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Josefine Fleetwood Oregon State University

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Abstract

Title: InternSHIFT: Accelerating Opportunity Through Disruption In this evidence-based practice paper, the authors share their experience implementing a technology-enhanced virtual internship model in a four-year public university engineering school. The paper will provide a detailed overview of the context surrounding the implementation of a virtual internship model. Outline the specific virtual internship model and how it addressed an acute need during the COVID-19 pandemic. The model, now established, could be used to scale opportunity and increase access to experiential learning—especially for non-traditional, international, and URM students. Experiential learning programs like internships and capstone projects are high impact practices that allow engineering students to build a professional network, apply technical skills in a real-world context, and develop 21st Century Skills that employers are looking for. In 2020 the COVID-19 pandemic and subsequent school closures impacted the entire engineering education ecosystem, particularly internships and experiential learning opportunities. Economists find that entering the workforce in an economic downturn has short-term salary implications and impacts an individual's earning potential throughout their entire career. Cooperative and Experiential Learning helps students build professional network and skills, like teamwork, critical thinking, and communication, that employers are looking for and provide a strategic competitive advantage for job seekers. Virtual opportunities were new to many employers and help to prevent the potential short and long-term effects COVID-19 will have on current students’ career paths. Pre-COVID, the research project that forms the basis for this paper, focused on in-curricular industry engaged capstone projects. However, the scope quickly broadened to include a co-curricular internship model when it became evident that summer internships were severely impacted by social distancing and the economic impact of COVID-19. The virtual internship model was implemented to create an alternative experiential learning opportunity for students. Thus, enabling the continuation of students engineering education and skill development within a socially distanced and economically challenging environment. This paper will systematically highlight challenges implementing this new model within the broader institutional ecosystem and industry partner contexts. The specific issues addressed include: · getting current and new industry partners to understand and adopt a virtual internship model, · negotiating confidentiality, data privacy, and IP issues, · ensuring the model and financial mechanics fit within existing labor laws. The paper will conclude by discussing how this new virtual internship model could be used to scale opportunities and broaden participation in cooperative and experiential education for URM, non-traditional, and international engineering students. Moreover, it will provide recommendations drawn from the authors' experience to help other practitioners implement a similar virtual internship model.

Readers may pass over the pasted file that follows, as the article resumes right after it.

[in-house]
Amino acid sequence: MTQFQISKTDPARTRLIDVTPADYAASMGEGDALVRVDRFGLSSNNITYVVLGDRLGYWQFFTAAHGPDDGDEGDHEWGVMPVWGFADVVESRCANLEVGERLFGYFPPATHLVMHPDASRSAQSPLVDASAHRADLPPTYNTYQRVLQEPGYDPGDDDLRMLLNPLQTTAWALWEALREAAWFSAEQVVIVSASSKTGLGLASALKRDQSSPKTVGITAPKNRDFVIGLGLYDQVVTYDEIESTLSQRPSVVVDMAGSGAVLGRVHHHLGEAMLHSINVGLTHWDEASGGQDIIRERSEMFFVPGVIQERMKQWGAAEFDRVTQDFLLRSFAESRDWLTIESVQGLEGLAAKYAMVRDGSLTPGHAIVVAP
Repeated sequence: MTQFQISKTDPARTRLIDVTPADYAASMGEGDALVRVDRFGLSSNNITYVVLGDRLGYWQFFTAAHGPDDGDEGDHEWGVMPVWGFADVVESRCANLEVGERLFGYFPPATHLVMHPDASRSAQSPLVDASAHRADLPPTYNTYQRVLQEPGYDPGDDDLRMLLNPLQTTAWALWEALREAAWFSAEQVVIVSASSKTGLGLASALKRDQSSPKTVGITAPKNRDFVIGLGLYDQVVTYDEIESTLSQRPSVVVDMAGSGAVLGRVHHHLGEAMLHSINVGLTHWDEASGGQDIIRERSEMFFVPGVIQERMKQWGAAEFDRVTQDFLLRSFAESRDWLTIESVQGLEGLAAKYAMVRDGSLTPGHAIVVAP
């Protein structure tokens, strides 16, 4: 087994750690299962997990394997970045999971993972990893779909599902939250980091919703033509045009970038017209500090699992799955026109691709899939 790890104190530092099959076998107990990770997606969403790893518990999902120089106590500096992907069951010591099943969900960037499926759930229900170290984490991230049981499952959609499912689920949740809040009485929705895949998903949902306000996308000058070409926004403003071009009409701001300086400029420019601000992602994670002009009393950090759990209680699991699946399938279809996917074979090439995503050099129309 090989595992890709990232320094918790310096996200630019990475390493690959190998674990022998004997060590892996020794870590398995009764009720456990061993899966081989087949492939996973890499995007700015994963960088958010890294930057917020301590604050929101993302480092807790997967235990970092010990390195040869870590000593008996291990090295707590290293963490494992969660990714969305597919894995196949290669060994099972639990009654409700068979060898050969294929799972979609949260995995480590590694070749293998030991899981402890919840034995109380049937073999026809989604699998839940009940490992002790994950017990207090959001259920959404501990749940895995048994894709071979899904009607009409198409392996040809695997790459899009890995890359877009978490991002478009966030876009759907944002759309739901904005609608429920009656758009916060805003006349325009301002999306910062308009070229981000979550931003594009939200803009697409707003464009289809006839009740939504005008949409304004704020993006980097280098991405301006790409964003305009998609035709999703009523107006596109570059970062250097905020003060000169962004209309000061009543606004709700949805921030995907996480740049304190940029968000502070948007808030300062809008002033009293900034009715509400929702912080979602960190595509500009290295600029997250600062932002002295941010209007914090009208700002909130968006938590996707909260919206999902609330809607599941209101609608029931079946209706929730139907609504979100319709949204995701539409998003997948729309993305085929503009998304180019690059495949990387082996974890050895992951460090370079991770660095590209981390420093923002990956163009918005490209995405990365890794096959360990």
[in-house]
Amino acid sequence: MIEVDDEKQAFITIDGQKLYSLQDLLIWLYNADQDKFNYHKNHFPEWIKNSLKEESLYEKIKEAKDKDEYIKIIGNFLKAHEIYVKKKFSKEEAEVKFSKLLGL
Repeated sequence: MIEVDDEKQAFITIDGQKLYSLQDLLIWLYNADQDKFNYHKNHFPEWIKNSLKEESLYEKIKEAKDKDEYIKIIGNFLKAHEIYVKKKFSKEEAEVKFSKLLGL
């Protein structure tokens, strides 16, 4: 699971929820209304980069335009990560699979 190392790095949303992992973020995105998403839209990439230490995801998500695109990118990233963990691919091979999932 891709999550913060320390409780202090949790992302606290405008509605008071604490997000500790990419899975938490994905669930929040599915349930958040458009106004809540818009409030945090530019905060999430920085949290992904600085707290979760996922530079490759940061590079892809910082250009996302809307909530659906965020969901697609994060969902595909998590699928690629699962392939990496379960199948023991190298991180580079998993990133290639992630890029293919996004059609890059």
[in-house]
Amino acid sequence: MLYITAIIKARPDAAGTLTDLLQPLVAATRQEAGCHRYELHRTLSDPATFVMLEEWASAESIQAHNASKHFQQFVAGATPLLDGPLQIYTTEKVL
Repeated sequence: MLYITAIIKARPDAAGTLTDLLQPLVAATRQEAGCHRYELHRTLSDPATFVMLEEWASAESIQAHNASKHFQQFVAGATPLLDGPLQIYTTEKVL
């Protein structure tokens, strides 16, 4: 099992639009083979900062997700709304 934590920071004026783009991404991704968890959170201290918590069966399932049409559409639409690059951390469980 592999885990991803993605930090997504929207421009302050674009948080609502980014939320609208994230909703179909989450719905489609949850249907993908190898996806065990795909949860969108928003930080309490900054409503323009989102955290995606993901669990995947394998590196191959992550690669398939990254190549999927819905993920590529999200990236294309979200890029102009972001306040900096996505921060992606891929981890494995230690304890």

Ekstedt, L. M., & James, N., & Jona, K., & White, E., & Paja, S., & Fleetwood, J. (2021, July), Virtual Internships: Accelerating Opportunity Through Disruption Paper presented at 2021 ASEE Virtual Annual Conference Content Access, Virtual Conference. https://peer.asee.org/38021